Dinosaurs lived for over 160 million years, dying out about 65 million years ago. We would not know about them had they not left us hints of their existence in the form of fossils. Just how we came to understand what these fossils were is a long story.
Early Discoveries Were Not Recognized as Valuable Finds
Nobody can be sure as to when dinosaurs were first discovered. Certainly odd shaped rocks were found long before people even know what they were or where they came from. Undoubtedly skulls had been found in multiple places on our planet, giving rise to so many areas having their own form of “Dragon” legends.
From China, where fossils were ground up to be used as magical medicine, to Europe where an ancient leg bone was thought to be that of a giant human killed in the biblical flood, there is no mistake that many dinosaur bones had been discovered long before they were accounted for as Dinosaurs.
Finally Recognized as Dinosaurs
It was not until the early 1820’s when William Buckland described a dinosaur in a scientific journal, and later, in 1842, Sir Richard Owen coined the term Dinosaur, which meant “terrible lizard”, that these creatures finally seemed to come to life, and be looked at seriously.
In 1822 a new word was born, “Paleontology”, the study of ancient living creatures though their fossil evidence.
Several mistakes have been made along they way. One notable error was the reconstruction of the Iguanodon. Found in 1822 in Sussex, England, early bones were reassembled as though the creature walked on all fours, much like its namesake, the Iguana. It was even given a nose horn. Statues were made of it in this form. It was not until years later that the nose horn was found to be a thumb, and the Iguanodon was recognized as being bipedal (walking on two legs, not four).
In 1858 a nearly complete dinosaur skeleton was found in New Jersey. This one caused quite a stir, because the pelvis was clearly that of a bipedal animal. It was in part due to this discovery, that the aforementioned mistake with Iguanodon was corrected. Prior to this find people could only imagine dinosaurs walking on four legs, slow and clumsy.
Brontosaurus was an other mistake, not only was it reconstructed wrong, by using head bones of an unrelated species, it was assembled incorrectly, showing its head high, compared to what we now know was its posture of a long stretched out neck, and it was mistakenly portrayed as a swamp dwelling creature. The classification of “Brontosaurs” no longer even exists, and animals of this structure are now referred to as Apatosaurus.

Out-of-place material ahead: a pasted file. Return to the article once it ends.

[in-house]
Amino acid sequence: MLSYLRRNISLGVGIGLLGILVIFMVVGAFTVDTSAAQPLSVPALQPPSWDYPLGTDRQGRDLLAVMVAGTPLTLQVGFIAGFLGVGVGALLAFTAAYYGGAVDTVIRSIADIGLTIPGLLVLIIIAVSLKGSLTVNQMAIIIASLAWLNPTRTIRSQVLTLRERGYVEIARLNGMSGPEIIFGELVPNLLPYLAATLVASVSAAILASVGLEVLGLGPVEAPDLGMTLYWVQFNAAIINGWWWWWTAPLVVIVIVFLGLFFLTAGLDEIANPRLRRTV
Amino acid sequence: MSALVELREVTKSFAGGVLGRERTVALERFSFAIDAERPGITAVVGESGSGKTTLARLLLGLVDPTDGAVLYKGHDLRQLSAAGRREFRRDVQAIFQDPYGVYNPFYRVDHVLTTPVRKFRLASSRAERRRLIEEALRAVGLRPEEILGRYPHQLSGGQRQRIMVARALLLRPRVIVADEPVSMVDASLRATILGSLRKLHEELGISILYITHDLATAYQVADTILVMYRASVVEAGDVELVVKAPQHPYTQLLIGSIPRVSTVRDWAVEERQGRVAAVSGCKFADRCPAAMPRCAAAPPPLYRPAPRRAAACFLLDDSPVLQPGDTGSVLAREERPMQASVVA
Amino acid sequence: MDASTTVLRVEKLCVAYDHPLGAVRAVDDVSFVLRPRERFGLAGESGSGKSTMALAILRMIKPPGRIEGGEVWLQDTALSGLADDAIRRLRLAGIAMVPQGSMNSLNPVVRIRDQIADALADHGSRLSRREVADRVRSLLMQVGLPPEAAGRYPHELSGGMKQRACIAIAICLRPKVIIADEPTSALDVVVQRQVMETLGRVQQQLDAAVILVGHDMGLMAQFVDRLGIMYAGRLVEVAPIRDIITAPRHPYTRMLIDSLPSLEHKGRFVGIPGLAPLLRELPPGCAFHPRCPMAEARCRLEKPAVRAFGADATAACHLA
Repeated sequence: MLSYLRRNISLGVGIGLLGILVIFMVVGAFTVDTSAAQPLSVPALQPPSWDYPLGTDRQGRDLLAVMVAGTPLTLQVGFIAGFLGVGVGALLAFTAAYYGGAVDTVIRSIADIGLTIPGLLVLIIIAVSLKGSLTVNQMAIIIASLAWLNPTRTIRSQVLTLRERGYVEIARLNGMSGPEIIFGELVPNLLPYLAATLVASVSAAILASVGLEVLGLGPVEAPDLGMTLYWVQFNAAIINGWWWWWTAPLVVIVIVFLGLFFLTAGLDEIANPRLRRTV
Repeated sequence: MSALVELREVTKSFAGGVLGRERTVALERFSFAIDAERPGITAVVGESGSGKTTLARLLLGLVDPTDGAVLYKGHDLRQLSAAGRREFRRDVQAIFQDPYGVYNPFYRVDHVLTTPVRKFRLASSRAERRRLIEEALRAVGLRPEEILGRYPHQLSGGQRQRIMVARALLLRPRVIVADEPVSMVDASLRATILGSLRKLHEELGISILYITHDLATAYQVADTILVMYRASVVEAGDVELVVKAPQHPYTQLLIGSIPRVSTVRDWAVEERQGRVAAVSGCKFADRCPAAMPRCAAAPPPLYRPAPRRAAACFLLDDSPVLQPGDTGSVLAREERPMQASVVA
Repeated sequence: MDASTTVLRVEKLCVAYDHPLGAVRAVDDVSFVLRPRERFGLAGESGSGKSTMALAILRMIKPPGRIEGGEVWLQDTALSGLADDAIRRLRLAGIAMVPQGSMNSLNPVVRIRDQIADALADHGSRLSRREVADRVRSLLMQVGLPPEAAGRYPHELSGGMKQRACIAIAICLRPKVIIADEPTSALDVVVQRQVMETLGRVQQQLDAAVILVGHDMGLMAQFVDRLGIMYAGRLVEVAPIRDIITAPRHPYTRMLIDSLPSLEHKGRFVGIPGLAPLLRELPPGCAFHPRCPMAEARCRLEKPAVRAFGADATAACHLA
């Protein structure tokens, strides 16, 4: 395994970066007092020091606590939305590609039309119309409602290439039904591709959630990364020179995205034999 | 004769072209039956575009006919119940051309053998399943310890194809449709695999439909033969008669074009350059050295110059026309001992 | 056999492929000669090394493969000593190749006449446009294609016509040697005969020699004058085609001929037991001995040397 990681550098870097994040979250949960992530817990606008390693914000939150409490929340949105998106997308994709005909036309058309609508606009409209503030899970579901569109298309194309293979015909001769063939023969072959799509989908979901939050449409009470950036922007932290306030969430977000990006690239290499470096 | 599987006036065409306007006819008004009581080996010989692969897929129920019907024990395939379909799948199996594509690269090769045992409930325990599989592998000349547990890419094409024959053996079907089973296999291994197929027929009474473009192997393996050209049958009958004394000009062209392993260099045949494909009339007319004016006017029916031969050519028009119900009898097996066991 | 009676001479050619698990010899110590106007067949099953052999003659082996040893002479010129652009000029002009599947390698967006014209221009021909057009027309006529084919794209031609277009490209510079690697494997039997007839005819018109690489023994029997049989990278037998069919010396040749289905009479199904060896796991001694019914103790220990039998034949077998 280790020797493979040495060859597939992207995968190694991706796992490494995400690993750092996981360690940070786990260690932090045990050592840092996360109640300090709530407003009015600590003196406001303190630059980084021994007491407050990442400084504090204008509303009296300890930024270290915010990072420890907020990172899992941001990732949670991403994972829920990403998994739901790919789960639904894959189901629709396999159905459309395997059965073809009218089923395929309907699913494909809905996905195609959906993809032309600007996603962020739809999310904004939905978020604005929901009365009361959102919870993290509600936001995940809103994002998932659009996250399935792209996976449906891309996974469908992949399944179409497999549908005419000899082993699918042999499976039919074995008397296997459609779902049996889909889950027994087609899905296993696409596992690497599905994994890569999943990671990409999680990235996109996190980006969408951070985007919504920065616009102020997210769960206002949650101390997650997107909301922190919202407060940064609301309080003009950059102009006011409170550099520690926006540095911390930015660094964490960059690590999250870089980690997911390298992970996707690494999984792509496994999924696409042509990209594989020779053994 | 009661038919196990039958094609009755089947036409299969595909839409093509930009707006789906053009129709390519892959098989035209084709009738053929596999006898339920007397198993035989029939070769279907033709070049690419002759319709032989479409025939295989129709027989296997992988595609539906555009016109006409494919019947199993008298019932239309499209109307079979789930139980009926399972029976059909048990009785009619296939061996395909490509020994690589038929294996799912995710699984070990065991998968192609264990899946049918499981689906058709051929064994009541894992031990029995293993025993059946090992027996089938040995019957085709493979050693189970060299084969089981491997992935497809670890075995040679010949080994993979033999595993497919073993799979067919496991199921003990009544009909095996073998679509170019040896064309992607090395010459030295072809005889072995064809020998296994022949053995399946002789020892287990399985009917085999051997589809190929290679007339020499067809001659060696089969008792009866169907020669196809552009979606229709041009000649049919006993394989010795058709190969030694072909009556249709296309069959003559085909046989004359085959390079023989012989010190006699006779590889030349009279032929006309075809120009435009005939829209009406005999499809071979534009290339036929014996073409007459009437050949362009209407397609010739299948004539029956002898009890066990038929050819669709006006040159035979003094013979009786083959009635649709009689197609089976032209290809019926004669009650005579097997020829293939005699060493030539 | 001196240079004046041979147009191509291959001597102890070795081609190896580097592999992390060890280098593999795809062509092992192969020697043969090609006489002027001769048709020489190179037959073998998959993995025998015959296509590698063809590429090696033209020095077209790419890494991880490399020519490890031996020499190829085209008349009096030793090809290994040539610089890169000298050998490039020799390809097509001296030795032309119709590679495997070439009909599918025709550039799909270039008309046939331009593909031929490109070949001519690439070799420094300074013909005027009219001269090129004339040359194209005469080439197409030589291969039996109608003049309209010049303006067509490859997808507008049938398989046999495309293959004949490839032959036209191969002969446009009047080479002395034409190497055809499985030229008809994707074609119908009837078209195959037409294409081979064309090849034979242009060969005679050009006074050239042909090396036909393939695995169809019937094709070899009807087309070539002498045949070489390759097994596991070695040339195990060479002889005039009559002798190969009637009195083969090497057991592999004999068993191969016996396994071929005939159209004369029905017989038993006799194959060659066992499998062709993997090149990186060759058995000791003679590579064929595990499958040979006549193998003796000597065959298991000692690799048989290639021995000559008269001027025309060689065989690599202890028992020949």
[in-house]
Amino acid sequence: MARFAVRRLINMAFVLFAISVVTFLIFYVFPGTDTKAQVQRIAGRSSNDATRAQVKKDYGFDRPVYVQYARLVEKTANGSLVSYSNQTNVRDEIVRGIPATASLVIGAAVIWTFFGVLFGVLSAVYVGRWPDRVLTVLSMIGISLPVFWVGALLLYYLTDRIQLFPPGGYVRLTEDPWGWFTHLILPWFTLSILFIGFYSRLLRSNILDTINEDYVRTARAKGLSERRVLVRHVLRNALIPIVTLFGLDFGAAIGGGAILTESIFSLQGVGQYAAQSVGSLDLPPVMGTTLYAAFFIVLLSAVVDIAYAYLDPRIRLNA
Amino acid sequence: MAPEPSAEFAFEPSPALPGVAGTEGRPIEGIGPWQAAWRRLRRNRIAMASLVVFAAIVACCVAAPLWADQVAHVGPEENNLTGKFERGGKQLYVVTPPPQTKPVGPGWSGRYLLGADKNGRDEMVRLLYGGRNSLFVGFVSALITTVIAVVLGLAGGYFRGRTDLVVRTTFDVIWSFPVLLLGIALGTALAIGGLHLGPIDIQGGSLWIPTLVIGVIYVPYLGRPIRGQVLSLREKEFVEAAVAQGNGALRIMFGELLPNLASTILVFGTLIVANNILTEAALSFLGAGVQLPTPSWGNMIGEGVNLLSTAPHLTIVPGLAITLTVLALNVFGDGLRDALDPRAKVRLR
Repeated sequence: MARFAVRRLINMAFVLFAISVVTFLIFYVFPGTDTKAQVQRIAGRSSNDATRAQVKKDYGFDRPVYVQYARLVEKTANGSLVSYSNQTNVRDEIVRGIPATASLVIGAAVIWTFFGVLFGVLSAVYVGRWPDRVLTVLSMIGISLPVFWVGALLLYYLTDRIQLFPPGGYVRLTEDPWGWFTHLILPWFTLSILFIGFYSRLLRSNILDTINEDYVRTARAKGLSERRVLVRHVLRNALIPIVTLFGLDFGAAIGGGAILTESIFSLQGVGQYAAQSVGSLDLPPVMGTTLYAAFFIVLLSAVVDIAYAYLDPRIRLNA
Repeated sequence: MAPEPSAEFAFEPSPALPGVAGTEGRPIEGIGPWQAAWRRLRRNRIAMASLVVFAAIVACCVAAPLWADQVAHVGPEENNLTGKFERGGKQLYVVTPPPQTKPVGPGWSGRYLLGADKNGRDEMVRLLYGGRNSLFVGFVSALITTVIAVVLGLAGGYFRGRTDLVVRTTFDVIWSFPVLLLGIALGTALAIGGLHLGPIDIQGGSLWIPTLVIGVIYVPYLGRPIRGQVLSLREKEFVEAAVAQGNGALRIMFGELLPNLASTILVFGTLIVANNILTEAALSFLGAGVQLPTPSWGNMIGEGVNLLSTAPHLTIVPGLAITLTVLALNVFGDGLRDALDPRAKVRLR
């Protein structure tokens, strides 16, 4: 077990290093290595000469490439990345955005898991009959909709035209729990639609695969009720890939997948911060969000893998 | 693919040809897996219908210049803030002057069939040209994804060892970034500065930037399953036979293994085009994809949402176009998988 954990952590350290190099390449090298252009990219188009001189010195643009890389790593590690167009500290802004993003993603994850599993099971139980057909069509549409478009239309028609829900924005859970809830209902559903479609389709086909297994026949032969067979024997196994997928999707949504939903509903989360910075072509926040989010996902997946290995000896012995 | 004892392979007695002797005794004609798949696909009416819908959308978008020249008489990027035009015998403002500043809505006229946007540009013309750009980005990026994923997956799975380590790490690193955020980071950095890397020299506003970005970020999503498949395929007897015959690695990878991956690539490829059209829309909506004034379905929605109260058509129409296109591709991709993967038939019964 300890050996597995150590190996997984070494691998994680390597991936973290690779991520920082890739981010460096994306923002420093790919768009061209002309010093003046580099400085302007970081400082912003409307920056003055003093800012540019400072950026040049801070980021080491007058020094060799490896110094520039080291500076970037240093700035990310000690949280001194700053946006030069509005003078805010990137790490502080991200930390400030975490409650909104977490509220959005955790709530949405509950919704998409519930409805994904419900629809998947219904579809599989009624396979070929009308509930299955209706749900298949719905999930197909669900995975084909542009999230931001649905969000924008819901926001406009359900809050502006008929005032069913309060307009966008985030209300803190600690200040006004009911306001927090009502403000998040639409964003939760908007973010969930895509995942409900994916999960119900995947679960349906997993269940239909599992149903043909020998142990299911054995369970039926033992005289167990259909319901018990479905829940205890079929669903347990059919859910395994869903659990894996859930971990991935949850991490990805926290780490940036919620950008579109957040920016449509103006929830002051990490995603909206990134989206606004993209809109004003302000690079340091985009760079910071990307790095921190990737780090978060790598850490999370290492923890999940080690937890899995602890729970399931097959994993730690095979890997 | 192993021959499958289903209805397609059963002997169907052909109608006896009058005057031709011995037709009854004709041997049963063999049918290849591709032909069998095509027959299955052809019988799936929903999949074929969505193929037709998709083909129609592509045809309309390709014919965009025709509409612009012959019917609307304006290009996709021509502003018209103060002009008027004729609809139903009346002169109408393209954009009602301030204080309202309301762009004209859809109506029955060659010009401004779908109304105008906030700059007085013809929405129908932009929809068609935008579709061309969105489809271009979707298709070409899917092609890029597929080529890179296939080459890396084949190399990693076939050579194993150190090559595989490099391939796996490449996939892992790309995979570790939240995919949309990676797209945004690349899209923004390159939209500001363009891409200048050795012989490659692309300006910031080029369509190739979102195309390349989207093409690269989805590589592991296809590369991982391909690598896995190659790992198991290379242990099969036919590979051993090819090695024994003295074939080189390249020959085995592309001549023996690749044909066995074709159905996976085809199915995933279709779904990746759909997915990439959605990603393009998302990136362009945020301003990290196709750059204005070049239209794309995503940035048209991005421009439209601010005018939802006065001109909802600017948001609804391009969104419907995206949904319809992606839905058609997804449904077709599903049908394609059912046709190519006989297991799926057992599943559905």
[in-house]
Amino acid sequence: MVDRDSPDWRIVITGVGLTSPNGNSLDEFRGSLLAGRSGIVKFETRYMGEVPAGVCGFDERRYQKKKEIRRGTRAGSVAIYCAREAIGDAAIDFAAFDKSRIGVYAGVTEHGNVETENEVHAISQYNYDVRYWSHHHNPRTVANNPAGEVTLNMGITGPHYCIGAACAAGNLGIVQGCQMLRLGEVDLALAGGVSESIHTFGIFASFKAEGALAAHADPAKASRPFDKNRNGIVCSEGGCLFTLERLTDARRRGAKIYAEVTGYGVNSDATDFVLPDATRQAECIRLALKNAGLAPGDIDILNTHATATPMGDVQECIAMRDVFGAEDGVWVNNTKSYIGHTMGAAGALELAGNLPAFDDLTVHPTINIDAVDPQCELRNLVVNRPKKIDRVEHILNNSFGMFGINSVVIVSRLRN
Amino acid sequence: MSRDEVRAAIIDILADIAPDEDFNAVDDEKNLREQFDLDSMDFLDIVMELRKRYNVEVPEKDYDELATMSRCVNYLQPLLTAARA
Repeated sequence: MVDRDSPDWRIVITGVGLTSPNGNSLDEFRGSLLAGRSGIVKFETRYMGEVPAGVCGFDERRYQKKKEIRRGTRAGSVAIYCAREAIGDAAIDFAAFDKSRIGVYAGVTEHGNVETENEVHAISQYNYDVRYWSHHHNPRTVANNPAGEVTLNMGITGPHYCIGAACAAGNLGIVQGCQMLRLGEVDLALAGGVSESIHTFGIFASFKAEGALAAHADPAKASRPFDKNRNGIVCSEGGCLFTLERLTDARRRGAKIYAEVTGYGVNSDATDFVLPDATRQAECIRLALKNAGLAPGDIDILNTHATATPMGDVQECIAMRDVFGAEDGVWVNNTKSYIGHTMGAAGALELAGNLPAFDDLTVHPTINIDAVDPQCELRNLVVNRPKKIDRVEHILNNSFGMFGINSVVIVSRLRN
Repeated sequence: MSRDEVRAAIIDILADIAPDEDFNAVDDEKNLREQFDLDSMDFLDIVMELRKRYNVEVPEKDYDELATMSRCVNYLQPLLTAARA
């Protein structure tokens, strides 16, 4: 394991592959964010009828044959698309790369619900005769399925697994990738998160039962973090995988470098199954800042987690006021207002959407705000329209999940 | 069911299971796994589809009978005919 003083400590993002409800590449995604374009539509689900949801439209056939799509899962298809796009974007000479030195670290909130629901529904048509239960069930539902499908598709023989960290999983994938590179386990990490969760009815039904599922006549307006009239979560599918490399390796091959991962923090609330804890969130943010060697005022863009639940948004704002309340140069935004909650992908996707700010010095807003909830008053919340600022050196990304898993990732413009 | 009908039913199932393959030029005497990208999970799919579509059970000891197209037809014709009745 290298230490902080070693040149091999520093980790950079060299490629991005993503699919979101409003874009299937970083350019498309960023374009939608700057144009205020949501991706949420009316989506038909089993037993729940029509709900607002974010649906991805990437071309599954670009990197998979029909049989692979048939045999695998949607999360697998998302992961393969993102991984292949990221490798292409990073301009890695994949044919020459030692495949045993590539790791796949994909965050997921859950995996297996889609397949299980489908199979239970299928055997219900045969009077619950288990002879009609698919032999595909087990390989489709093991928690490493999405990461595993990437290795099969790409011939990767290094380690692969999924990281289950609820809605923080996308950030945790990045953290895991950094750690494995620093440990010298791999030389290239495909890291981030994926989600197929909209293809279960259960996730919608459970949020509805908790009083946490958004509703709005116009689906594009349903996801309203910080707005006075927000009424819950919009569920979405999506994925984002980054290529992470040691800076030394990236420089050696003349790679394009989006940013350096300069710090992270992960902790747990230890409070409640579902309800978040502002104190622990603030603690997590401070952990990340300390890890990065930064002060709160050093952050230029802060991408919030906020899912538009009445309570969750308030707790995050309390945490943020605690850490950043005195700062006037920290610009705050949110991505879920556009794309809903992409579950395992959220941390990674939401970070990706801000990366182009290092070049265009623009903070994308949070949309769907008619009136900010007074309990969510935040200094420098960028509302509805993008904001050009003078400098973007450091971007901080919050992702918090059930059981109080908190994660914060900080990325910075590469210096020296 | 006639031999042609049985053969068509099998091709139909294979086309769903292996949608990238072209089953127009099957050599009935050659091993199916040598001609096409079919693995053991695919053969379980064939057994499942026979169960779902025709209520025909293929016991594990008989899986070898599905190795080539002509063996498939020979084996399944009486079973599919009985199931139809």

With the rush on, people took to sloppy collection methods and undoubtedly several specimens were lost or destroyed as bone diggers employed dynamite to find what they thought were never ending treasures. Certainly some specimens were held back by “collectors” and were never handed over for scientific study.
In 1861 a discovery in Germany indicated that some dinosaurs were covered with what appeared to be feathers. As recent as the 1990’s other fossils have come from China showing feather like structures on other dinosaurs (including one that was revealed as fraud).
In 1884 Joseph Tyrrell, a mining consultant, was studying geology in a region known as the Alberta Badlands, in Canada. He stumbled upon not only a new species, later called Albertosaurus, but what also turned out to be a hotbed for dinosaur remains.
Since then dinosaurs have been discovered on every continent, even Antarctica. Several other hotbeds of discovery are known to exist, including those in Montana, and in the Gobi desert in China.
The history of Dinosaur discovery is not yet complete, with new finds it continues to grow every year. The hope is that we have not lost too much in our earlier lust for discovery.